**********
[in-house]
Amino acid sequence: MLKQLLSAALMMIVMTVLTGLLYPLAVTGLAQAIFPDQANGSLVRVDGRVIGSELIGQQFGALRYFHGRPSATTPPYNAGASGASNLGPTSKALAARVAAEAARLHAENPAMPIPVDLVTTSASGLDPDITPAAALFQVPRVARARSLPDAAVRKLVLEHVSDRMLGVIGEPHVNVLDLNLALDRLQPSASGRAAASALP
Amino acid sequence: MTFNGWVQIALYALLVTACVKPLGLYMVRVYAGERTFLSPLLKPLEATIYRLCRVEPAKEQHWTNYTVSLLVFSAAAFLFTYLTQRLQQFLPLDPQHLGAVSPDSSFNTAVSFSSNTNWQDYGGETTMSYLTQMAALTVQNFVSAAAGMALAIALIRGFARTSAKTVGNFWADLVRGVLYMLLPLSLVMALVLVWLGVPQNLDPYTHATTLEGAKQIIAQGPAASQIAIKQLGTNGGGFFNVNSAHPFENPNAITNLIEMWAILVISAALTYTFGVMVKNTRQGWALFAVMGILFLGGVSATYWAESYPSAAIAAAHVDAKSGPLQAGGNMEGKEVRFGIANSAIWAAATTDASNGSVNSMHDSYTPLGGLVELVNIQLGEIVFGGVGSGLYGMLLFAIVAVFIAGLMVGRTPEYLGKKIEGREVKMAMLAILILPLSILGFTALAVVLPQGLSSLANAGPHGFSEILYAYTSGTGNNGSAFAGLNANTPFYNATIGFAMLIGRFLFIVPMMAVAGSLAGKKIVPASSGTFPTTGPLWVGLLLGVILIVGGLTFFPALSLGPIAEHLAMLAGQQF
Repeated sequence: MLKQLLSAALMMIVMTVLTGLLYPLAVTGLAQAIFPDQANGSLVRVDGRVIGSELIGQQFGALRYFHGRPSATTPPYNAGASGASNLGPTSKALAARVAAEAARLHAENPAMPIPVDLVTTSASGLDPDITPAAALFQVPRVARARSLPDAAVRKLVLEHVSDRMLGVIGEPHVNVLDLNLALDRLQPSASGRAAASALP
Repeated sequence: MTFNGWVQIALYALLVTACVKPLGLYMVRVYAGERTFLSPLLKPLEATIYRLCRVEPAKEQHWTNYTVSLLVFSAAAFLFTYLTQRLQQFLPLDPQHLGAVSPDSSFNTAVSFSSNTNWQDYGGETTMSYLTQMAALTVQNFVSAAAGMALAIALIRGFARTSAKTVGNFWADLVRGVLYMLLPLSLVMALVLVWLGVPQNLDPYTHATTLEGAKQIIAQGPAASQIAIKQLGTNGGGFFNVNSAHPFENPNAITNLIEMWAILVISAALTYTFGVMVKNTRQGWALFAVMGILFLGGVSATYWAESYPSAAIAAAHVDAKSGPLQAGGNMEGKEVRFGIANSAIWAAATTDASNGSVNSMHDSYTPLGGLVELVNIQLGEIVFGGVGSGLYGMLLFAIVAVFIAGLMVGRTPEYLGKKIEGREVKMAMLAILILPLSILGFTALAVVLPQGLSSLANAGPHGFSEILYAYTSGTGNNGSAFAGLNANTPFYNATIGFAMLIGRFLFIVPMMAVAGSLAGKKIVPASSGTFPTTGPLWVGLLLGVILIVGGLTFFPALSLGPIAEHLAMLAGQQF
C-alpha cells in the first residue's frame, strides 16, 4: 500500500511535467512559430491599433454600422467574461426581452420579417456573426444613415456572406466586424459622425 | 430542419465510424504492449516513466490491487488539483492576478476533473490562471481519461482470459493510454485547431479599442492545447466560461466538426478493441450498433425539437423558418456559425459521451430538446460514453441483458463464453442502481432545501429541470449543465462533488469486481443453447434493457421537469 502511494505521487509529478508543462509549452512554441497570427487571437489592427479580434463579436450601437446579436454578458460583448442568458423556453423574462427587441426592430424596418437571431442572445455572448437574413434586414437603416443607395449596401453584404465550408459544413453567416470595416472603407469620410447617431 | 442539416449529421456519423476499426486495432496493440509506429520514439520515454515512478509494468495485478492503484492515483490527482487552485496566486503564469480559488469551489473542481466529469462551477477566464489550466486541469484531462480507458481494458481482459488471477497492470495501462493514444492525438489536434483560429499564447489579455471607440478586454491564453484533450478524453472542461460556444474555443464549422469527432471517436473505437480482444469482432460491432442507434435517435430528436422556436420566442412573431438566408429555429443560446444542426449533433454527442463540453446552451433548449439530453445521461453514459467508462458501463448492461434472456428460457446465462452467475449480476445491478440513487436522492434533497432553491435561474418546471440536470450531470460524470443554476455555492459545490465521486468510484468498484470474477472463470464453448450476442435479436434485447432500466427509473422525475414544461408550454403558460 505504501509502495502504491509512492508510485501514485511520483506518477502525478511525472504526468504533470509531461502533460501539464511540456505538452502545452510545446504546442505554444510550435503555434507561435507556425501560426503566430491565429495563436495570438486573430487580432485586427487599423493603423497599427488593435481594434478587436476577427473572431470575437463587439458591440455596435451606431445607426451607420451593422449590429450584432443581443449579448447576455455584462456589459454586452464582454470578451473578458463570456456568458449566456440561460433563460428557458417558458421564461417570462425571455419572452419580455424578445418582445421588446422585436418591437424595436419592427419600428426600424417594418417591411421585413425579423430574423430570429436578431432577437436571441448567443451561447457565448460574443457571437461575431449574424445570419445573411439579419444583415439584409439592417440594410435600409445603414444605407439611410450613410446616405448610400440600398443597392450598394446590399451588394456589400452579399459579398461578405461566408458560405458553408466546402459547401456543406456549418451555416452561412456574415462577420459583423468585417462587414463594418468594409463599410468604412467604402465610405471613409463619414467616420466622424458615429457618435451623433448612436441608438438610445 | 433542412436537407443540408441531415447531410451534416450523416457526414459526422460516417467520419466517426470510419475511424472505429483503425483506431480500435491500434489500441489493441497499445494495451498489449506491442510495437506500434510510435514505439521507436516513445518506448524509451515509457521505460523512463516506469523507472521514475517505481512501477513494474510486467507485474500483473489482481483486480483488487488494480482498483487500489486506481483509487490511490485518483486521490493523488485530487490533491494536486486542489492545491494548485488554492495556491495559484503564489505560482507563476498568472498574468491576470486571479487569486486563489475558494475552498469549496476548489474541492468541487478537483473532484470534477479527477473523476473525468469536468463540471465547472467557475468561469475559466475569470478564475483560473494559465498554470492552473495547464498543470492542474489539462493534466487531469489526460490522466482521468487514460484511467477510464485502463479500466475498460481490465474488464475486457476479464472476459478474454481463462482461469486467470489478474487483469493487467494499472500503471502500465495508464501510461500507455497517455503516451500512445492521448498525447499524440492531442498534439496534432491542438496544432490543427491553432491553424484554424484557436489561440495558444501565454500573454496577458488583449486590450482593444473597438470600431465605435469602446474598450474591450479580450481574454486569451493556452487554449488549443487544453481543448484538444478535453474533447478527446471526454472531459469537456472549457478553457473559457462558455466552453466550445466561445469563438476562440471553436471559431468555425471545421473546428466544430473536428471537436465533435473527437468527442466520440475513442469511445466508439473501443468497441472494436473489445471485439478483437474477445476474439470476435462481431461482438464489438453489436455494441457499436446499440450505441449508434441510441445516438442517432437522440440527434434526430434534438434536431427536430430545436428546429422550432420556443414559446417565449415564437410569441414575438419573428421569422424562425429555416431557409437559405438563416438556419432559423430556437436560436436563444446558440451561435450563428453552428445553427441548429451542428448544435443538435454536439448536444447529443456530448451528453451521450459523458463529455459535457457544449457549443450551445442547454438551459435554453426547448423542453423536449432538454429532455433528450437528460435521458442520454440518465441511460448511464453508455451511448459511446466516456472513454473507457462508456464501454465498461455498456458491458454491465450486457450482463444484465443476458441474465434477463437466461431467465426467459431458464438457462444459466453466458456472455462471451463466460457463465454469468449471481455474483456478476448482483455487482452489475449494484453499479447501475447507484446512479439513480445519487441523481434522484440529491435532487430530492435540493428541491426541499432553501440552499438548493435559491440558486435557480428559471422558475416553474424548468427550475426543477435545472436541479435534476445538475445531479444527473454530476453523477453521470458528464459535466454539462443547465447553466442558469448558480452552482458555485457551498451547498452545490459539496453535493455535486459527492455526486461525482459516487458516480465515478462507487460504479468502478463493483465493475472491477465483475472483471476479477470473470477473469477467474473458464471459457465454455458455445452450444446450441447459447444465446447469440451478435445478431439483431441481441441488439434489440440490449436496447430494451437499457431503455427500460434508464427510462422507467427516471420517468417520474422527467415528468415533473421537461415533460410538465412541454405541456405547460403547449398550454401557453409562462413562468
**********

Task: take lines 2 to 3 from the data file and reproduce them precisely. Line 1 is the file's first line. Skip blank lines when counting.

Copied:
Amino acid sequence: MLKQLLSAALMMIVMTVLTGLLYPLAVTGLAQAIFPDQANGSLVRVDGRVIGSELIGQQFGALRYFHGRPSATTPPYNAGASGASNLGPTSKALAARVAAEAARLHAENPAMPIPVDLVTTSASGLDPDITPAAALFQVPRVARARSLPDAAVRKLVLEHVSDRMLGVIGEPHVNVLDLNLALDRLQPSASGRAAASALP
Amino acid sequence: MTFNGWVQIALYALLVTACVKPLGLYMVRVYAGERTFLSPLLKPLEATIYRLCRVEPAKEQHWTNYTVSLLVFSAAAFLFTYLTQRLQQFLPLDPQHLGAVSPDSSFNTAVSFSSNTNWQDYGGETTMSYLTQMAALTVQNFVSAAAGMALAIALIRGFARTSAKTVGNFWADLVRGVLYMLLPLSLVMALVLVWLGVPQNLDPYTHATTLEGAKQIIAQGPAASQIAIKQLGTNGGGFFNVNSAHPFENPNAITNLIEMWAILVISAALTYTFGVMVKNTRQGWALFAVMGILFLGGVSATYWAESYPSAAIAAAHVDAKSGPLQAGGNMEGKEVRFGIANSAIWAAATTDASNGSVNSMHDSYTPLGGLVELVNIQLGEIVFGGVGSGLYGMLLFAIVAVFIAGLMVGRTPEYLGKKIEGREVKMAMLAILILPLSILGFTALAVVLPQGLSSLANAGPHGFSEILYAYTSGTGNNGSAFAGLNANTPFYNATIGFAMLIGRFLFIVPMMAVAGSLAGKKIVPASSGTFPTTGPLWVGLLLGVILIVGGLTFFPALSLGPIAEHLAMLAGQQF